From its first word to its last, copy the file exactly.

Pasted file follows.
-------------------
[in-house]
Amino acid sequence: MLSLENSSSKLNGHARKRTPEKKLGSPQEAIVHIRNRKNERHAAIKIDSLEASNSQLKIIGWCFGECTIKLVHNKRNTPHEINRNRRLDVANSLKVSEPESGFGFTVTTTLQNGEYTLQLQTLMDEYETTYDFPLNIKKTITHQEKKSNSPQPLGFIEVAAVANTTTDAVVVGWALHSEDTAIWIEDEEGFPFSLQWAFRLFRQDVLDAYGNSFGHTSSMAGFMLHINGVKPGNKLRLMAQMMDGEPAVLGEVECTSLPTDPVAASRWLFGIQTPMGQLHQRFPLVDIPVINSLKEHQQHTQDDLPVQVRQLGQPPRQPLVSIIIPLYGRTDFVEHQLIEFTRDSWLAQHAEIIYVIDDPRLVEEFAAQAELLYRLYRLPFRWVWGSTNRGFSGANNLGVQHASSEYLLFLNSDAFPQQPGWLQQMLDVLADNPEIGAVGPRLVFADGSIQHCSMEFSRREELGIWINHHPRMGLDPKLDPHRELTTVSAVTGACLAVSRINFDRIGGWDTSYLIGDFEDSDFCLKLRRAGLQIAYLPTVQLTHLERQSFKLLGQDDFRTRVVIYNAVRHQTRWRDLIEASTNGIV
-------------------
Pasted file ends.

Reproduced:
[in-house]
Amino acid sequence: MLSLENSSSKLNGHARKRTPEKKLGSPQEAIVHIRNRKNERHAAIKIDSLEASNSQLKIIGWCFGECTIKLVHNKRNTPHEINRNRRLDVANSLKVSEPESGFGFTVTTTLQNGEYTLQLQTLMDEYETTYDFPLNIKKTITHQEKKSNSPQPLGFIEVAAVANTTTDAVVVGWALHSEDTAIWIEDEEGFPFSLQWAFRLFRQDVLDAYGNSFGHTSSMAGFMLHINGVKPGNKLRLMAQMMDGEPAVLGEVECTSLPTDPVAASRWLFGIQTPMGQLHQRFPLVDIPVINSLKEHQQHTQDDLPVQVRQLGQPPRQPLVSIIIPLYGRTDFVEHQLIEFTRDSWLAQHAEIIYVIDDPRLVEEFAAQAELLYRLYRLPFRWVWGSTNRGFSGANNLGVQHASSEYLLFLNSDAFPQQPGWLQQMLDVLADNPEIGAVGPRLVFADGSIQHCSMEFSRREELGIWINHHPRMGLDPKLDPHRELTTVSAVTGACLAVSRINFDRIGGWDTSYLIGDFEDSDFCLKLRRAGLQIAYLPTVQLTHLERQSFKLLGQDDFRTRVVIYNAVRHQTRWRDLIEASTNGIV